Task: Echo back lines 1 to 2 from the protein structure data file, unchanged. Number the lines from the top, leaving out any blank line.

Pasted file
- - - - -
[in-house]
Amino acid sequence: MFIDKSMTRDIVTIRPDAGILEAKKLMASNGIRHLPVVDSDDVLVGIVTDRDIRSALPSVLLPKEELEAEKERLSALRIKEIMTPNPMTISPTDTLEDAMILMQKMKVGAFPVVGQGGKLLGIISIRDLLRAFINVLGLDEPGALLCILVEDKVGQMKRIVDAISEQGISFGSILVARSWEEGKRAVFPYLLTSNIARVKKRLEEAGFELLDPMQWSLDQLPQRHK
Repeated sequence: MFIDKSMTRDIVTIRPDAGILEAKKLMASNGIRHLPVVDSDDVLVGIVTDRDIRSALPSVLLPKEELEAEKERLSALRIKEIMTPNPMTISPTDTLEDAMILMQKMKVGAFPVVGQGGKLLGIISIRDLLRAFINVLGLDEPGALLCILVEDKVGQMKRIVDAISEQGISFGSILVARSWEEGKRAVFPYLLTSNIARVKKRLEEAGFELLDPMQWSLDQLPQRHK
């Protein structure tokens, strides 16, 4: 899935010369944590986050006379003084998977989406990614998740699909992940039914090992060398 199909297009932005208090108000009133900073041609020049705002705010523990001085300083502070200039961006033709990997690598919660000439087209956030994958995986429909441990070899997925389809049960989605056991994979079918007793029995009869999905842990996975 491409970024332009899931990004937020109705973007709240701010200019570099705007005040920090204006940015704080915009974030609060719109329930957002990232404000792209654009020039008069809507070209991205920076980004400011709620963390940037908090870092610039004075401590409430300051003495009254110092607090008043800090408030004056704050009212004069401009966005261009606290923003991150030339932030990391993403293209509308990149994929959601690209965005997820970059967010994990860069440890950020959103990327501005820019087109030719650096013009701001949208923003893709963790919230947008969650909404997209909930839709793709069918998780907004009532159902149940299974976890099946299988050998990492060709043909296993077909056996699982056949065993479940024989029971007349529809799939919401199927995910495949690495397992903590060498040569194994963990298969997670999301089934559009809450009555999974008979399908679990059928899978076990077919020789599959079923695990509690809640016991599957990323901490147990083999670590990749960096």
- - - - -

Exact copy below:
[in-house]
Amino acid sequence: MFIDKSMTRDIVTIRPDAGILEAKKLMASNGIRHLPVVDSDDVLVGIVTDRDIRSALPSVLLPKEELEAEKERLSALRIKEIMTPNPMTISPTDTLEDAMILMQKMKVGAFPVVGQGGKLLGIISIRDLLRAFINVLGLDEPGALLCILVEDKVGQMKRIVDAISEQGISFGSILVARSWEEGKRAVFPYLLTSNIARVKKRLEEAGFELLDPMQWSLDQLPQRHK